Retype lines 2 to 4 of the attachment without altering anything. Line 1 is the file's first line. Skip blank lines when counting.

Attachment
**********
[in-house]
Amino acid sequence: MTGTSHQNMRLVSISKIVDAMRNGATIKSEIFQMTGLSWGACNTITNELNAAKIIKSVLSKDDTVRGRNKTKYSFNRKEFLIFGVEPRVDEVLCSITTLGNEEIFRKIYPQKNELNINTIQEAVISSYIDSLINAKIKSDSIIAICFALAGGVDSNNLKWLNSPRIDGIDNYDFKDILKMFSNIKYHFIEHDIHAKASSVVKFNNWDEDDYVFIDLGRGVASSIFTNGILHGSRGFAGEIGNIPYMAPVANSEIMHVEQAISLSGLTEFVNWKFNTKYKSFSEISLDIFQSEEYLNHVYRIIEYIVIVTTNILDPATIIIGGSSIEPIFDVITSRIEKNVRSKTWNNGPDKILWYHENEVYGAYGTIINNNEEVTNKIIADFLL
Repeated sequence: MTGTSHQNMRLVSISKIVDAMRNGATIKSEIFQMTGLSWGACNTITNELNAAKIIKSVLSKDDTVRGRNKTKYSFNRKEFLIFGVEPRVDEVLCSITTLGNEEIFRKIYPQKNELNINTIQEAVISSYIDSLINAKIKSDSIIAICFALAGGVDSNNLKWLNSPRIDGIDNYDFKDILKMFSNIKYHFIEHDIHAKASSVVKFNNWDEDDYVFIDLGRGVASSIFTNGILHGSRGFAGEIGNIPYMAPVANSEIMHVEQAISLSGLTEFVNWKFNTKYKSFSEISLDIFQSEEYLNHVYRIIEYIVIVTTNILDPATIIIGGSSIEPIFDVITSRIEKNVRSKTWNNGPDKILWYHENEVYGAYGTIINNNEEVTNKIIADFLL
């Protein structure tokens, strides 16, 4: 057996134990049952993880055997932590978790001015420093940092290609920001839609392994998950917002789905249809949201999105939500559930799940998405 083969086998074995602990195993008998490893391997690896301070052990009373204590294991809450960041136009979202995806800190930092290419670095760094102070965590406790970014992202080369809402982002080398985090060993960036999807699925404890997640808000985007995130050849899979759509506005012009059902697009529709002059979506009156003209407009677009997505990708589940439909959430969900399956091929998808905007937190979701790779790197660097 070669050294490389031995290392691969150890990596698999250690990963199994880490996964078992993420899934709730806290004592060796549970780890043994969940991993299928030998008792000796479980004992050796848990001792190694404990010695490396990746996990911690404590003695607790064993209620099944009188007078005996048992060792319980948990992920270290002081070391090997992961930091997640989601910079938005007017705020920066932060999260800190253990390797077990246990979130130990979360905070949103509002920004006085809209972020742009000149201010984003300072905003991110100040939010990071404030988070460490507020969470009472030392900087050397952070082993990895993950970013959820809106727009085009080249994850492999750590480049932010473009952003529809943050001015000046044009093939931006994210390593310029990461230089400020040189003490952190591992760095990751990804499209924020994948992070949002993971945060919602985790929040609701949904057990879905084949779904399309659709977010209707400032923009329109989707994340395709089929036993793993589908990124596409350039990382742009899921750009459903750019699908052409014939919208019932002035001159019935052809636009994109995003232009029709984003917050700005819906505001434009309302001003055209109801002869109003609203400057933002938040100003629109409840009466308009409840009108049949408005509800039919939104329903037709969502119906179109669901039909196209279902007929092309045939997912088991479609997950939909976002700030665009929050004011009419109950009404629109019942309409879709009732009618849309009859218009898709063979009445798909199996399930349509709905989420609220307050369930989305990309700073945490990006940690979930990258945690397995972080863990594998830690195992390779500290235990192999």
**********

Amino acid sequence: MTGTSHQNMRLVSISKIVDAMRNGATIKSEIFQMTGLSWGACNTITNELNAAKIIKSVLSKDDTVRGRNKTKYSFNRKEFLIFGVEPRVDEVLCSITTLGNEEIFRKIYPQKNELNINTIQEAVISSYIDSLINAKIKSDSIIAICFALAGGVDSNNLKWLNSPRIDGIDNYDFKDILKMFSNIKYHFIEHDIHAKASSVVKFNNWDEDDYVFIDLGRGVASSIFTNGILHGSRGFAGEIGNIPYMAPVANSEIMHVEQAISLSGLTEFVNWKFNTKYKSFSEISLDIFQSEEYLNHVYRIIEYIVIVTTNILDPATIIIGGSSIEPIFDVITSRIEKNVRSKTWNNGPDKILWYHENEVYGAYGTIINNNEEVTNKIIADFLL
Repeated sequence: MTGTSHQNMRLVSISKIVDAMRNGATIKSEIFQMTGLSWGACNTITNELNAAKIIKSVLSKDDTVRGRNKTKYSFNRKEFLIFGVEPRVDEVLCSITTLGNEEIFRKIYPQKNELNINTIQEAVISSYIDSLINAKIKSDSIIAICFALAGGVDSNNLKWLNSPRIDGIDNYDFKDILKMFSNIKYHFIEHDIHAKASSVVKFNNWDEDDYVFIDLGRGVASSIFTNGILHGSRGFAGEIGNIPYMAPVANSEIMHVEQAISLSGLTEFVNWKFNTKYKSFSEISLDIFQSEEYLNHVYRIIEYIVIVTTNILDPATIIIGGSSIEPIFDVITSRIEKNVRSKTWNNGPDKILWYHENEVYGAYGTIINNNEEVTNKIIADFLL
């Protein structure tokens, strides 16, 4: 057996134990049952993880055997932590978790001015420093940092290609920001839609392994998950917002789905249809949201999105939500559930799940998405 083969086998074995602990195993008998490893391997690896301070052990009373204590294991809450960041136009979202995806800190930092290419670095760094102070965590406790970014992202080369809402982002080398985090060993960036999807699925404890997640808000985007995130050849899979759509506005012009059902697009529709002059979506009156003209407009677009997505990708589940439909959430969900399956091929998808905007937190979701790779790197660097 070669050294490389031995290392691969150890990596698999250690990963199994880490996964078992993420899934709730806290004592060796549970780890043994969940991993299928030998008792000796479980004992050796848990001792190694404990010695490396990746996990911690404590003695607790064993209620099944009188007078005996048992060792319980948990992920270290002081070391090997992961930091997640989601910079938005007017705020920066932060999260800190253990390797077990246990979130130990979360905070949103509002920004006085809209972020742009000149201010984003300072905003991110100040939010990071404030988070460490507020969470009472030392900087050397952070082993990895993950970013959820809106727009085009080249994850492999750590480049932010473009952003529809943050001015000046044009093939931006994210390593310029990461230089400020040189003490952190591992760095990751990804499209924020994948992070949002993971945060919602985790929040609701949904057990879905084949779904399309659709977010209707400032923009329109989707994340395709089929036993793993589908990124596409350039990382742009899921750009459903750019699908052409014939919208019932002035001159019935052809636009994109995003232009029709984003917050700005819906505001434009309302001003055209109801002869109003609203400057933002938040100003629109409840009466308009409840009108049949408005509800039919939104329903037709969502119906179109669901039909196209279902007929092309045939997912088991479609997950939909976002700030665009929050004011009419109950009404629109019942309409879709009732009618849309009859218009898709063979009445798909199996399930349509709905989420609220307050369930989305990309700073945490990006940690979930990258945690397995972080863990594998830690195992390779500290235990192999």